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Arrival of the Kyai Rengga Manis Everist Gamelan
In Vermillion, July 15, 2000

Tri Sutrisno unpacks the gamelan's bedhug, July 15, 2000

The new gamelan arrived in Vermillion on July 15, 2000—the hottest day of the summer! Tri Sutrisno (seen here with the bedhug), Museum staff, and several volunteers unloaded and unpacked the numerous shipping crates and boxes containing the gamelan's 83 precious instruments and their accessories, which had successfully made the long trip to Vermillion by ship and railroad from Surakarta.


Images of the First Performance and Slametan Held in Vermillion

Click on any image below to see an enlargement.

A second selamatan (also known as a slametan) for the as yet unnamed gamelan was held at the NMM on July 15, 2000, immediately following the unpacking and set-up of the ensemble. Members of the Schubert Club gamelan ensemble (St. Paul, Minnesota) performed on the gamelan following a ritualistic blessing and welcoming ceremony that included the offering of flowers and incense to the gong ageng—the largest bronze gong in the gamelan. The ceremony concluded with the serving of the slametan, a Javanese ritual meal designed to mark many special occasions, including rites of passage, such as birth, marriage, and death, as well as other traditions, such as harvest, recovery from illness, and embarking on a journey.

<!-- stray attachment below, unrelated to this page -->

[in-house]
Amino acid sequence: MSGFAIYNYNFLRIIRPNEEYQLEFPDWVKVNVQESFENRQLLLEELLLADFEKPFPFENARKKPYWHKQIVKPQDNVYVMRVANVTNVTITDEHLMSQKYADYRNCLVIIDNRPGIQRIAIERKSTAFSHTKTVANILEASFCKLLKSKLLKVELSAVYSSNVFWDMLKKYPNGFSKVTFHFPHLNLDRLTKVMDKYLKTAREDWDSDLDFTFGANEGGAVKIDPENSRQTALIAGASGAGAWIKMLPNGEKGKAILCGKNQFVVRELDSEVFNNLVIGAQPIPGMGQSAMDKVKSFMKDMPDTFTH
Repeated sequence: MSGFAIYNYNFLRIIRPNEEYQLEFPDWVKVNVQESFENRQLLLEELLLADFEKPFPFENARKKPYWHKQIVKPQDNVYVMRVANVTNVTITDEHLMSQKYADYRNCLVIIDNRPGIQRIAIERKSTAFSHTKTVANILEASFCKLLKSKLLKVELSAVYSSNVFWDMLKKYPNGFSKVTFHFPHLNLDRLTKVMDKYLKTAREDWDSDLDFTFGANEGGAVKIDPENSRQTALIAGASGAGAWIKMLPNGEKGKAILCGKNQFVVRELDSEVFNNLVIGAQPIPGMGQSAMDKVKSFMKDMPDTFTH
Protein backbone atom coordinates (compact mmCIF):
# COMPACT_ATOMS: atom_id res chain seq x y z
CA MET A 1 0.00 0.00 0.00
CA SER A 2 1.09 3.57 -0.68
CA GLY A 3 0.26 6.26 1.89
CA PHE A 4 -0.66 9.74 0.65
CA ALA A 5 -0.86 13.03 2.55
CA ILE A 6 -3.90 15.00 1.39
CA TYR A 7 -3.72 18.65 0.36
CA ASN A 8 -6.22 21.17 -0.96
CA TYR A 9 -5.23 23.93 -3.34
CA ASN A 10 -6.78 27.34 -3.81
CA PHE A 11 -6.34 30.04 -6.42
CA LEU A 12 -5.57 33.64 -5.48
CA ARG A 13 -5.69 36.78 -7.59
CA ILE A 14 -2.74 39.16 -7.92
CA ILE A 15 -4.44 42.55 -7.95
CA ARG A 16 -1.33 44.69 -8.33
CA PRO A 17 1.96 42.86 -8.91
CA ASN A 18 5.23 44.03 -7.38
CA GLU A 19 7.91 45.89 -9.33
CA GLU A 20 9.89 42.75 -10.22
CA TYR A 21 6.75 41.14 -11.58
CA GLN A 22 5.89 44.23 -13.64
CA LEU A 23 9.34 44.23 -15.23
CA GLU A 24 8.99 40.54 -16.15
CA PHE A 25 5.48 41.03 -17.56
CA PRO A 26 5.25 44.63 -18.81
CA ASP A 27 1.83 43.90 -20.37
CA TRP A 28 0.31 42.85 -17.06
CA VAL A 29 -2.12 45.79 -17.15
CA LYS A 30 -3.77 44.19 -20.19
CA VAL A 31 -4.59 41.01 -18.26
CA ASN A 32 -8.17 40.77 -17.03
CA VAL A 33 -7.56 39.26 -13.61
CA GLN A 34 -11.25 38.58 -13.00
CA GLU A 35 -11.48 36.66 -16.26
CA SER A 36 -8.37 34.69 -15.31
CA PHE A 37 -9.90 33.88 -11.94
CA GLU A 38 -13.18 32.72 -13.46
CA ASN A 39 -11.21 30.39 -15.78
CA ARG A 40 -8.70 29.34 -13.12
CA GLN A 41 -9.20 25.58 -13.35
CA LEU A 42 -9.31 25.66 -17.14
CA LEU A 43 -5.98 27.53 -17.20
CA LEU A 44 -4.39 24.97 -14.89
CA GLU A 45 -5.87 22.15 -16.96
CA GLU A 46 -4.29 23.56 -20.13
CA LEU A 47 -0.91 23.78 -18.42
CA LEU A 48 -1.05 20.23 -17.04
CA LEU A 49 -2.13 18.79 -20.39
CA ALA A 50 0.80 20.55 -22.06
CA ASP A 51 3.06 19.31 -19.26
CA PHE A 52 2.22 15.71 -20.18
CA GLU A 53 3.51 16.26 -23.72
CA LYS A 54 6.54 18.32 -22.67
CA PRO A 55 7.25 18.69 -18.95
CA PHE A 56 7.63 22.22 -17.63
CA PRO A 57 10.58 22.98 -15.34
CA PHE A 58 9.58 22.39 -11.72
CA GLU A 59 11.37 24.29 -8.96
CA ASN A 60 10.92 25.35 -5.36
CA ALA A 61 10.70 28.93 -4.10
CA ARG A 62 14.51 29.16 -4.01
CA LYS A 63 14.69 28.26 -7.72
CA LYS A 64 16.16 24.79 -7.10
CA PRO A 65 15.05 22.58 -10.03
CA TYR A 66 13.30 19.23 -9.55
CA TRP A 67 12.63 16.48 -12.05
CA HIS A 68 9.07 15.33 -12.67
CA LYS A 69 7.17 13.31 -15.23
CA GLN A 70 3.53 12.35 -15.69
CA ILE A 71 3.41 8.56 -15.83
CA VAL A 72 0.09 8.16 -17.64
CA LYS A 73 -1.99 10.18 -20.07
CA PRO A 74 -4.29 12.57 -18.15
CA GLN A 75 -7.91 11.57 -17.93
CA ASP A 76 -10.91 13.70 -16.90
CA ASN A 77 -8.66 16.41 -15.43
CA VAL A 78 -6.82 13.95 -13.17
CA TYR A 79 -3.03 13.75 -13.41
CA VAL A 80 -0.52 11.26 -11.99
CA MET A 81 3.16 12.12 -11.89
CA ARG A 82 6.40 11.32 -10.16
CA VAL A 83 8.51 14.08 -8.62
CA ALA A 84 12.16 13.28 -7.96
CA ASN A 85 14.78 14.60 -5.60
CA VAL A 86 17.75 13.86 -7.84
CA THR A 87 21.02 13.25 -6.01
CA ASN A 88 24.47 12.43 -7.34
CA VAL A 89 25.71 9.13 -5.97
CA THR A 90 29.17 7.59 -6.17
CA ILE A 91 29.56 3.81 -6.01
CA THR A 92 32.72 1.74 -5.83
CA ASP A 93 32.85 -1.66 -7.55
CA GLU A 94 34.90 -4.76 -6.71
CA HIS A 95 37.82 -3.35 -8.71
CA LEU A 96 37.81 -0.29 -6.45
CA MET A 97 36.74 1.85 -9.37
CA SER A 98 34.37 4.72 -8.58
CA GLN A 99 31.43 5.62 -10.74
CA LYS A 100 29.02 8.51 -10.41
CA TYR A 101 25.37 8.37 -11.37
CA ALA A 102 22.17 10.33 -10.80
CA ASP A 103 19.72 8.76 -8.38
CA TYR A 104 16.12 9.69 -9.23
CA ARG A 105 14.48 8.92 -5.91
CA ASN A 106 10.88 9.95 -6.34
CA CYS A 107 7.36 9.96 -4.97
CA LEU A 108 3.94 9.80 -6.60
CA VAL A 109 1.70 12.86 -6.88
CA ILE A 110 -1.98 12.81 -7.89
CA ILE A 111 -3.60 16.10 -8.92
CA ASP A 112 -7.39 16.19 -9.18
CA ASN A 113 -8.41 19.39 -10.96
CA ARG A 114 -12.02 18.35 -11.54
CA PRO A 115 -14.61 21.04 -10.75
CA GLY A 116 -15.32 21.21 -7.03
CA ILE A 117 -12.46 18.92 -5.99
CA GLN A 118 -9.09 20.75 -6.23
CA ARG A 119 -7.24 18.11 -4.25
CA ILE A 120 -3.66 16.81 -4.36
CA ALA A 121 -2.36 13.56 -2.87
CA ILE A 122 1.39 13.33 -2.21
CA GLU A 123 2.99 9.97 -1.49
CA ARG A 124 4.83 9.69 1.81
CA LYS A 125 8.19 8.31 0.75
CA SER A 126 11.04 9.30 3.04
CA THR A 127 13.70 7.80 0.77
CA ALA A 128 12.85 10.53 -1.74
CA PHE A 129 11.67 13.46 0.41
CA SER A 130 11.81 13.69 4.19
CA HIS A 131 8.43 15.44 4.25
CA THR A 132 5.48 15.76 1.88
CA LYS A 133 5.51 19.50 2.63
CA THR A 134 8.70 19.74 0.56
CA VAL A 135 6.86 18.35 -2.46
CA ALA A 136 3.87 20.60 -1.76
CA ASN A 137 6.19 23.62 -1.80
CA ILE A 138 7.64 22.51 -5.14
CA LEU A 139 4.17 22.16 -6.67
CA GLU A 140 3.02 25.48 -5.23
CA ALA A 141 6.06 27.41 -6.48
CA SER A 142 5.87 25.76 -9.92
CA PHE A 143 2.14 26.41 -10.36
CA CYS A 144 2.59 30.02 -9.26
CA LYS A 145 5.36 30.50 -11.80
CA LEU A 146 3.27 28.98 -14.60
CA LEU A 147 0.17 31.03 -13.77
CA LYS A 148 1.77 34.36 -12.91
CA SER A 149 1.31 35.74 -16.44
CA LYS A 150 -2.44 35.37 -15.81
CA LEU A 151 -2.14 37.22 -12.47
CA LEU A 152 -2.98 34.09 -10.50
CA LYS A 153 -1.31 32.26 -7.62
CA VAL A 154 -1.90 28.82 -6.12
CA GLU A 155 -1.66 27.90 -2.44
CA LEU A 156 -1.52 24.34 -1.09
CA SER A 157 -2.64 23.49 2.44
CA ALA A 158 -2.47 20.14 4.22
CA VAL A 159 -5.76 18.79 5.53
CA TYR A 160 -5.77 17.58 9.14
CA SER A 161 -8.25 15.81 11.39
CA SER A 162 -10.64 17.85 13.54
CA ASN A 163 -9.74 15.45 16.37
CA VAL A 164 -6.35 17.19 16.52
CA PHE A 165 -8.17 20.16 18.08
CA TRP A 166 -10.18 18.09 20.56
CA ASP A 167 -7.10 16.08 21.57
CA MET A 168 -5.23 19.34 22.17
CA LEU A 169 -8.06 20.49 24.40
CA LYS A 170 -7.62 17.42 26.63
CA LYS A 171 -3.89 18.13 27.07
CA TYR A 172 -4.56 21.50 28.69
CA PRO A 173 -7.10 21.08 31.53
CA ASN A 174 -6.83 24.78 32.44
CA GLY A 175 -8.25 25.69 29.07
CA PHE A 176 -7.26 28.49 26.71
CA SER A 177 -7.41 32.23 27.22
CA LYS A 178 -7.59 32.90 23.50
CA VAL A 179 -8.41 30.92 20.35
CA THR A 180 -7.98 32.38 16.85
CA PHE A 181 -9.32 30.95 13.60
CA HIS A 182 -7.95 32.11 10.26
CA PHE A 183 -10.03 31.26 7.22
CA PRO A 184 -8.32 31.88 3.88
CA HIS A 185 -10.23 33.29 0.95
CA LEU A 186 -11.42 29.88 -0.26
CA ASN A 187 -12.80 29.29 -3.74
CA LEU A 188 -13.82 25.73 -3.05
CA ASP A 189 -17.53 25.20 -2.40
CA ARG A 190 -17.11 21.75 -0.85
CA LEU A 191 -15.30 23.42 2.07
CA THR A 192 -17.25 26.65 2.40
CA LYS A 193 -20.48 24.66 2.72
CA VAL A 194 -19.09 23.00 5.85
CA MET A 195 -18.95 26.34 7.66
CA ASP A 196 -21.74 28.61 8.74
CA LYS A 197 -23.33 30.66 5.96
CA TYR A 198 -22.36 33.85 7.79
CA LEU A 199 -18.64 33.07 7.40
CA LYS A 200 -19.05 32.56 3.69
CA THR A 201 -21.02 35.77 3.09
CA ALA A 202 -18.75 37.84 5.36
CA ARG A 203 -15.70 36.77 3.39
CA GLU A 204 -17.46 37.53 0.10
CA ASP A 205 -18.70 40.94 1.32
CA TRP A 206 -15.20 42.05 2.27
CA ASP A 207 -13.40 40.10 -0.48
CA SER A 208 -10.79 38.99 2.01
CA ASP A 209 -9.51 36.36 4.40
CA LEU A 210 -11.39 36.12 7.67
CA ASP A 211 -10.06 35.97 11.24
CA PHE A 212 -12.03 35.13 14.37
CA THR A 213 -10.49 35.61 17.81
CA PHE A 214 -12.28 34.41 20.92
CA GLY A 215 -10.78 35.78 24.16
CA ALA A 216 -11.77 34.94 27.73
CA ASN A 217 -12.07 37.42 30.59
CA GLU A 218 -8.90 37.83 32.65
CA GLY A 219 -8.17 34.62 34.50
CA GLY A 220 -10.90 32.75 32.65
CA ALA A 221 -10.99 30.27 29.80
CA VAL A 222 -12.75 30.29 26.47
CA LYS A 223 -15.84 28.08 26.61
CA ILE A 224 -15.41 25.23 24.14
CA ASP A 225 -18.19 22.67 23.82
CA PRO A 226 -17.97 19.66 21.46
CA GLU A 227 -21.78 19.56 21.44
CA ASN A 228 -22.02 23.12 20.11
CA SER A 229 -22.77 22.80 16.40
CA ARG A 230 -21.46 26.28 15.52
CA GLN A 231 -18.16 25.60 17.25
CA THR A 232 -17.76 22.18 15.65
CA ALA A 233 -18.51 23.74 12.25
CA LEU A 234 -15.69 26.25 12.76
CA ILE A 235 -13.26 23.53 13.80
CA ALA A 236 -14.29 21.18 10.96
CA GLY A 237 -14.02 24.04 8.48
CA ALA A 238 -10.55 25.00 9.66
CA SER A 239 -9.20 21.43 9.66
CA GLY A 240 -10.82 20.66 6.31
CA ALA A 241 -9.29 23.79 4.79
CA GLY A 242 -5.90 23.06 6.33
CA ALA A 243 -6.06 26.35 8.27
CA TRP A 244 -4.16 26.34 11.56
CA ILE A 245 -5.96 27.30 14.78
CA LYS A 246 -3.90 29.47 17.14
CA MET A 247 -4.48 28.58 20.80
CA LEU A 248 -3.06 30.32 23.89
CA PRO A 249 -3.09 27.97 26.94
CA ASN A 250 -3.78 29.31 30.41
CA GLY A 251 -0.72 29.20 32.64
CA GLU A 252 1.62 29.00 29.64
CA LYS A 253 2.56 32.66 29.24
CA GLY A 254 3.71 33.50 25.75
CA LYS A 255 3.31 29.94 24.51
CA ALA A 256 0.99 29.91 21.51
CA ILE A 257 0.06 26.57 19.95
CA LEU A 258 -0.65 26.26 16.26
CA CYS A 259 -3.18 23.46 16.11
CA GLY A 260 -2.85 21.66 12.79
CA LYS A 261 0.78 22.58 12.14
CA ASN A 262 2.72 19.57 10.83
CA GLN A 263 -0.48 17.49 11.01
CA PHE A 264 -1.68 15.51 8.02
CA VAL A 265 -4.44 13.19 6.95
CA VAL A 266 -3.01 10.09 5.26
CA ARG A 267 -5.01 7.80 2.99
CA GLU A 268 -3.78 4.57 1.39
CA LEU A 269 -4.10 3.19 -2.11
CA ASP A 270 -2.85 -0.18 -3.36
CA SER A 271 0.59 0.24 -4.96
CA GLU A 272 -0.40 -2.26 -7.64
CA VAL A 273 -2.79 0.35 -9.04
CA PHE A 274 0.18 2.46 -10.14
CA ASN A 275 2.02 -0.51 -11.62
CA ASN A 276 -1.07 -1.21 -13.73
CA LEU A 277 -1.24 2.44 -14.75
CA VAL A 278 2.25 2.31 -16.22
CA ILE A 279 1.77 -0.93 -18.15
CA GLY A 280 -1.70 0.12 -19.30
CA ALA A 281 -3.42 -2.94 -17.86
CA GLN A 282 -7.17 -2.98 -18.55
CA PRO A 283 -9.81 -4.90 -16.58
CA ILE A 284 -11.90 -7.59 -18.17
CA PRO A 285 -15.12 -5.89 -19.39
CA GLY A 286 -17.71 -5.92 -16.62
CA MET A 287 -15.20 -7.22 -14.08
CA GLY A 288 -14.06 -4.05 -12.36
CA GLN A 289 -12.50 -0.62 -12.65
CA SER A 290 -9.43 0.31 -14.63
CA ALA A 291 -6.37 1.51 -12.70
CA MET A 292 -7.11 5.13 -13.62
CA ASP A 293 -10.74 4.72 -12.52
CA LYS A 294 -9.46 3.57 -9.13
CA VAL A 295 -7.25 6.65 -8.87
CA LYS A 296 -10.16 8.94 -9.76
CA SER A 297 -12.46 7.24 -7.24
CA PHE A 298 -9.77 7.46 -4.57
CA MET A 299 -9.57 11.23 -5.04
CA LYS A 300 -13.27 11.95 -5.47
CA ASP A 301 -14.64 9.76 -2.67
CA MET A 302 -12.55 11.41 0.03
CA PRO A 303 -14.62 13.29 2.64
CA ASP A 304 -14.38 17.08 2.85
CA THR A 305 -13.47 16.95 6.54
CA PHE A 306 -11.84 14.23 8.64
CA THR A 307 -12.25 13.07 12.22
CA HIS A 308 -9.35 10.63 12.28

Food that differs from everyday fare and has symbolic meanings was served. A yellow rice mountain symbolized success, high aspirations, and hope. At the peak were garlic, a red onion, and hot chili, all meant to ward off evil. Yellow rice stood for love and white for purity. At the base of the rice mountain, a whole chicken represented unity, while whole eggs meant new life. Long green beans signified long life; mixed vegetables meant diversity. The foods all rested on platters covered with folded banana leaves, which represented strength. The entire slametan meal was prepared by Tri Sutrisno, seen below with Claire Givens, a Museum Trustee, Minneapolis violin dealer, and active member of The Schubert Club gamelan ensemble.



What does the NMM's gamelan sound like? Listen to musical excerpts from the CD, Sayuk: Together in Harmony, recorded at the NMM in 2007 by The Sumunar Gamelan Ensemble of the Indonesian Performing Arts Association of Minnesota.

Ladrang, Sri Wibowo-Srepeg, Laras Slendro Pathet Songo (1904)
Lagu, Pemut, Laras Pelog Pathet Enem by Joko Sutrisno (2007)
Lancaran, Sayuk-Sampak, Laras Pelog Pathet Barang by Marto Pengrawit (1950), arr. by Joko Sutrisno

Go to The Manufacture and Ceremonial History of the Kyai Rengga Manis Everist Gamelan

Go to The Naming Ceremony for the Kyai Rengga Manis Everist Gamelan, April 26, 2003

Go to Checklist of Musical Instruments from Kyai Rengga Manis Everist Gamelan

Go to Glossary of Terms Relating to the Kyai Rengga Manis Everist Gamelan

National Music Museum
The University of South Dakota
414 East Clark Street
Vermillion, SD 57069

©National Music Museum, 2006-2014
Most recent update: April 3, 2014

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